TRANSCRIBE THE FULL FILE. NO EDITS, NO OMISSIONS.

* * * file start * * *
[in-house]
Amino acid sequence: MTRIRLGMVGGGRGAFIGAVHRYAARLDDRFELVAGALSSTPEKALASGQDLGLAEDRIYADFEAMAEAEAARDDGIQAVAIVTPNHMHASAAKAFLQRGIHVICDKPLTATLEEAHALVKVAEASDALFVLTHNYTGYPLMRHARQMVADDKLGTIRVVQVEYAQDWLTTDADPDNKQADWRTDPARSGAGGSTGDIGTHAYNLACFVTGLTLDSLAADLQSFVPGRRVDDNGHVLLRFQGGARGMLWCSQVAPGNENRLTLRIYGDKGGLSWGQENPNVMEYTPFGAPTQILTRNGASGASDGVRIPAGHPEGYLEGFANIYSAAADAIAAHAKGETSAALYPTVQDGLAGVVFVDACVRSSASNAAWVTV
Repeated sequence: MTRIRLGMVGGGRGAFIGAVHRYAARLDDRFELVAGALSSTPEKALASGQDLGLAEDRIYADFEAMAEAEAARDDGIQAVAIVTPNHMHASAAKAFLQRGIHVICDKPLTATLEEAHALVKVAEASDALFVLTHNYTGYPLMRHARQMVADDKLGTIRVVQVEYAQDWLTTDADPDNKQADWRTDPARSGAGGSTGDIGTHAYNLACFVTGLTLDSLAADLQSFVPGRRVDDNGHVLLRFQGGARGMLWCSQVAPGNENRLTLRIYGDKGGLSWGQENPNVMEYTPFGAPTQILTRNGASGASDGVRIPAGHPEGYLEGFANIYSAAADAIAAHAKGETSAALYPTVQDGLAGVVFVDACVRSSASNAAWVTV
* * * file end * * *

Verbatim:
[in-house]
Amino acid sequence: MTRIRLGMVGGGRGAFIGAVHRYAARLDDRFELVAGALSSTPEKALASGQDLGLAEDRIYADFEAMAEAEAARDDGIQAVAIVTPNHMHASAAKAFLQRGIHVICDKPLTATLEEAHALVKVAEASDALFVLTHNYTGYPLMRHARQMVADDKLGTIRVVQVEYAQDWLTTDADPDNKQADWRTDPARSGAGGSTGDIGTHAYNLACFVTGLTLDSLAADLQSFVPGRRVDDNGHVLLRFQGGARGMLWCSQVAPGNENRLTLRIYGDKGGLSWGQENPNVMEYTPFGAPTQILTRNGASGASDGVRIPAGHPEGYLEGFANIYSAAADAIAAHAKGETSAALYPTVQDGLAGVVFVDACVRSSASNAAWVTV
Repeated sequence: MTRIRLGMVGGGRGAFIGAVHRYAARLDDRFELVAGALSSTPEKALASGQDLGLAEDRIYADFEAMAEAEAARDDGIQAVAIVTPNHMHASAAKAFLQRGIHVICDKPLTATLEEAHALVKVAEASDALFVLTHNYTGYPLMRHARQMVADDKLGTIRVVQVEYAQDWLTTDADPDNKQADWRTDPARSGAGGSTGDIGTHAYNLACFVTGLTLDSLAADLQSFVPGRRVDDNGHVLLRFQGGARGMLWCSQVAPGNENRLTLRIYGDKGGLSWGQENPNVMEYTPFGAPTQILTRNGASGASDGVRIPAGHPEGYLEGFANIYSAAADAIAAHAKGETSAALYPTVQDGLAGVVFVDACVRSSASNAAWVTV